Telluride Contest Entry: Why It’s Okay to Be a Little Star-Struck
So, yeah, being star-struck is not cool.
Being all moony-eyed over an artist or celebrity is the height of boorishness these days, it seems. It’s cool to be into roots music, folksingers, and bluegrass pickers, but it’s annoying (bordering on stalker-ish) to be really INTO any given artist. You’re supposed to think of them as just regular people, like you and me. You know, they put their proverbial pants on the proverbial number of legs at a time, just like the rest of us. Right?
Take the case of Shawn Colvin, who will be appearing at the Telluride Festival as part of Three Girls & Their Buddy. Just bear with me for a moment here as I describe my experience as a Shawn Colvin fan of 14, going on 15, years – almost half of my life.
I was 19 years old and in college and unsure about everything when I first heard Shawn Colvin. I lived in a house in the beautiful Madrona neighborhood of Seattle, near the shores of Lake Washington, with a bunch of other women I met playing rugby. These women had friends who were Actual Musicians – the kind who wrote their own Actual Songs and played Actual Gigs. I played the guitar a bit, but I certainly never had the courage to write a song, and if I did I didn’t have the slightest idea how a person would go about getting a gig somewhere. So, these women impressed the proverbial pants off of me. It was through the covers of Shawn Colvin songs they played that I was led to pick up a copy of the album Steady On.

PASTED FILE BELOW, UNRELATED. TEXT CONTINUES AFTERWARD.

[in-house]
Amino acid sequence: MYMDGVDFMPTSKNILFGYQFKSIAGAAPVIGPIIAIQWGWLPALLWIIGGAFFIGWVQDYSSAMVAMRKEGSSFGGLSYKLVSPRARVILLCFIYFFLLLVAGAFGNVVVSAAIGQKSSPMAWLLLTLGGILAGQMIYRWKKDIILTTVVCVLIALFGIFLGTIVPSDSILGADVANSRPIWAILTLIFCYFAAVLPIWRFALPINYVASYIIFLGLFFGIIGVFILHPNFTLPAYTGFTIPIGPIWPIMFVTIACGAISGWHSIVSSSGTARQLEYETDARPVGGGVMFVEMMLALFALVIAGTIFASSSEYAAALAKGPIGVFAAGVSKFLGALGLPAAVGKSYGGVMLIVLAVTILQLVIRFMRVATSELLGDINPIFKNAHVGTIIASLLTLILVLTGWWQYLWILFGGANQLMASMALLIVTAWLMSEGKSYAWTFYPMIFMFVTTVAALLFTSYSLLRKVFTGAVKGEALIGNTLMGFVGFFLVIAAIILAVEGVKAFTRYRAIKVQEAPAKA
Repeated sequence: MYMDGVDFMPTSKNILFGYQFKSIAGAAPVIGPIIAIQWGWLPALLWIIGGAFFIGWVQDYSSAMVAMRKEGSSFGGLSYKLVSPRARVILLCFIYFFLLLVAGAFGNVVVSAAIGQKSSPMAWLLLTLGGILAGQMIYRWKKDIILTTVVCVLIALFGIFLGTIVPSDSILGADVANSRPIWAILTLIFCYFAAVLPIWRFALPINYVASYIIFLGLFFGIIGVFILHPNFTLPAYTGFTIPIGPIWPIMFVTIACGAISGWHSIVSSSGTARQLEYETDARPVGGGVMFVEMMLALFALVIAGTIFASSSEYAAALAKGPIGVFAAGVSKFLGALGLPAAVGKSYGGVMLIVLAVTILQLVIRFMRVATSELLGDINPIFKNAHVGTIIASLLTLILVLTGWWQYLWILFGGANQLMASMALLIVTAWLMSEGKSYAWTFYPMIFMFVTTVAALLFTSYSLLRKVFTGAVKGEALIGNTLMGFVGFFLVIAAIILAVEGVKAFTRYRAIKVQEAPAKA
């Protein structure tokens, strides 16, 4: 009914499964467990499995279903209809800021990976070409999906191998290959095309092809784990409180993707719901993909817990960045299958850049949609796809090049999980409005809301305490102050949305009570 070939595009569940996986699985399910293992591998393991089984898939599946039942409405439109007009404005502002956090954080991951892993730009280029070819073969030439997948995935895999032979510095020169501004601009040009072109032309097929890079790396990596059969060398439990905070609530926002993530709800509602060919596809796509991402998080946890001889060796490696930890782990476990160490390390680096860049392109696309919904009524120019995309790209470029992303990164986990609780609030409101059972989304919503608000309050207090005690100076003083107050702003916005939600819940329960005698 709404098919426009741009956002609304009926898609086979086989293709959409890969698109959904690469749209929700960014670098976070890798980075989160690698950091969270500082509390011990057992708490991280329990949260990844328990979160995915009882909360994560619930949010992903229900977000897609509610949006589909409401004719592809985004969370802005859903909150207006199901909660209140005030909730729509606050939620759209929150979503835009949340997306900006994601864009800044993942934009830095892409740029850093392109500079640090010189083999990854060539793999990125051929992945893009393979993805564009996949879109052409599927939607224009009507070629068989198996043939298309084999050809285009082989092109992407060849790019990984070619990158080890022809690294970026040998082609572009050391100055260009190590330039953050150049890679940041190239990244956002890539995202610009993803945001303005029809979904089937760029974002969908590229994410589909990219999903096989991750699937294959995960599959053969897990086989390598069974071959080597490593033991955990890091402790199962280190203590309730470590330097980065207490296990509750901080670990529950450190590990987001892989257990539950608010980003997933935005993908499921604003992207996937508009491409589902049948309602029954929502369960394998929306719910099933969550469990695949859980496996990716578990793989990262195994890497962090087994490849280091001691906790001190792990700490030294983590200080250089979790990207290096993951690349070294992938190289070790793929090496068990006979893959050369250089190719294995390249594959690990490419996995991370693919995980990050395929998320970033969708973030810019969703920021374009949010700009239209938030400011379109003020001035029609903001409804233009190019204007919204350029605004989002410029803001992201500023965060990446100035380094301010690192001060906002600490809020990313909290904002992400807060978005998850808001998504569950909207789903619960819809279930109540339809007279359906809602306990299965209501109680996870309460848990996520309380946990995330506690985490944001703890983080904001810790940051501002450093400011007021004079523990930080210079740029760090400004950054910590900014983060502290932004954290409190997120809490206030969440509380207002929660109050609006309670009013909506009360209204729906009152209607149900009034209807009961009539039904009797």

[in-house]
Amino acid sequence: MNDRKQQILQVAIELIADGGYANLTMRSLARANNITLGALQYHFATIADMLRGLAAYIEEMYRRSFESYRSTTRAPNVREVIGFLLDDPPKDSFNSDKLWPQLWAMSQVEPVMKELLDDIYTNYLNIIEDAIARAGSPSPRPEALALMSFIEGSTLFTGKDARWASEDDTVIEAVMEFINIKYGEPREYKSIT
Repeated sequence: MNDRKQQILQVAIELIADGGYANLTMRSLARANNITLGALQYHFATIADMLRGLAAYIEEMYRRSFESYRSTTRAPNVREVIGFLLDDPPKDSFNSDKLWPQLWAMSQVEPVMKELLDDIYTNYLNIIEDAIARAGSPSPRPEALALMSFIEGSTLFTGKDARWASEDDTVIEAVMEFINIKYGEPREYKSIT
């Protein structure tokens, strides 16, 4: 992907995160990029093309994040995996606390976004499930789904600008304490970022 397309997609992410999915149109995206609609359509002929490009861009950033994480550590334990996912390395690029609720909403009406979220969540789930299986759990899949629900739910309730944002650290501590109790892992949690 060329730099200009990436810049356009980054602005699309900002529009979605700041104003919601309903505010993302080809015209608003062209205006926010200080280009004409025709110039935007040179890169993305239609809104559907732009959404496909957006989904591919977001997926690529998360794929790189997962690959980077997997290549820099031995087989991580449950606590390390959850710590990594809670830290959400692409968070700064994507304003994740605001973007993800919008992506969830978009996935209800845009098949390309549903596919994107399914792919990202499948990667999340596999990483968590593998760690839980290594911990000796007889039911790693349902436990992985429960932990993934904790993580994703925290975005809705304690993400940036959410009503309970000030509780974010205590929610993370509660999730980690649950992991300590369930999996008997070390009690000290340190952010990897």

To describe Steady On as a life-changing record would not be an exaggeration. Shawn Colvin is an incredible lyricist whose evocative, personal songs are littered with vivid imagery. And, she can PLAY the guitar. And her voice… It was incredibly inspiring to me to hear a woman folksinger who could do it all; who could out-compete almost anyone in terms of sheer guitar skill; who could take her voice places that few others can reach. There’s also something about the way she lays her life bare in her songs, which can be so achingly personal that there’s never any doubt she has lived every song. Having lived some of the same songs as Shawn (a Big Book and antidepressants, anyone?), her music has meant even more to me.
Over the next 14 years, I’ve been an avid fan. I’ve bought and memorized each record, seen her play live every chance I got, and even begun my own singer/songwriter path. I now write my own Actual Songs and play my own Actual Gigs, and Shawn Colvin is the single biggest influence on my songwriting and guitar playing. Shawn’s songs have been the soundtrack for new loves, painful breakups, moves across three states and back again, facing my inner demons, and most recently, the death of my good old dog and the arrival of my new puppy.
So…is it really so strange that I should feel a sense of reverence, and feel, yes, a little star-struck? Is it really so odd that any of us should feel that sense of awe and amazement in connection with someone who has created a lifetime of music that has affected and influenced us so much? Music, after all, is like air, or water; as Shawn says, “if there were no music, then I would not get through.”
I think it must be okay to be a little moony-eyed in the presence of someone who created the music that gets me through.